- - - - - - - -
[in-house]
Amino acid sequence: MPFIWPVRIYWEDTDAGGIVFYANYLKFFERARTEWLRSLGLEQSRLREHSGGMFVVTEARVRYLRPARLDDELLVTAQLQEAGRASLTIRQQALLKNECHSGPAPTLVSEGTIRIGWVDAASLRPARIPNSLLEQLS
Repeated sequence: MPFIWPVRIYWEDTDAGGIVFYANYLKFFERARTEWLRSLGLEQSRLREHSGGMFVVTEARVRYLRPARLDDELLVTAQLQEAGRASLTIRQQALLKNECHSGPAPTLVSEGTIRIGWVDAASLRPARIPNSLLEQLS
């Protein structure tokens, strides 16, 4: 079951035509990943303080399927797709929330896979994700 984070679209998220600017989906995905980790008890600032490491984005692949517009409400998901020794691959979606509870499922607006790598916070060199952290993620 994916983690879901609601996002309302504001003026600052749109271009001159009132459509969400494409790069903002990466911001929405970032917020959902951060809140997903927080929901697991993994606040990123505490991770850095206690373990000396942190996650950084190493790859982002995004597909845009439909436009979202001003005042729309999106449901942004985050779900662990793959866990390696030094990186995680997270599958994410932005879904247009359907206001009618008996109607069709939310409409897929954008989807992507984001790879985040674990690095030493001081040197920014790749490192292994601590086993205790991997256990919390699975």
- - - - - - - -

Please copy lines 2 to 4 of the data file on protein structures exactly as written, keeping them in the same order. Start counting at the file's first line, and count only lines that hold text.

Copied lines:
Amino acid sequence: MPFIWPVRIYWEDTDAGGIVFYANYLKFFERARTEWLRSLGLEQSRLREHSGGMFVVTEARVRYLRPARLDDELLVTAQLQEAGRASLTIRQQALLKNECHSGPAPTLVSEGTIRIGWVDAASLRPARIPNSLLEQLS
Repeated sequence: MPFIWPVRIYWEDTDAGGIVFYANYLKFFERARTEWLRSLGLEQSRLREHSGGMFVVTEARVRYLRPARLDDELLVTAQLQEAGRASLTIRQQALLKNECHSGPAPTLVSEGTIRIGWVDAASLRPARIPNSLLEQLS
């Protein structure tokens, strides 16, 4: 079951035509990943303080399927797709929330896979994700 984070679209998220600017989906995905980790008890600032490491984005692949517009409400998901020794691959979606509870499922607006790598916070060199952290993620 994916983690879901609601996002309302504001003026600052749109271009001159009132459509969400494409790069903002990466911001929405970032917020959902951060809140997903927080929901697991993994606040990123505490991770850095206690373990000396942190996650950084190493790859982002995004597909845009439909436009979202001003005042729309999106449901942004985050779900662990793959866990390696030094990186995680997270599958994410932005879904247009359907206001009618008996109607069709939310409409897929954008989807992507984001790879985040674990690095030493001081040197920014790749490192292994601590086993205790991997256990919390699975």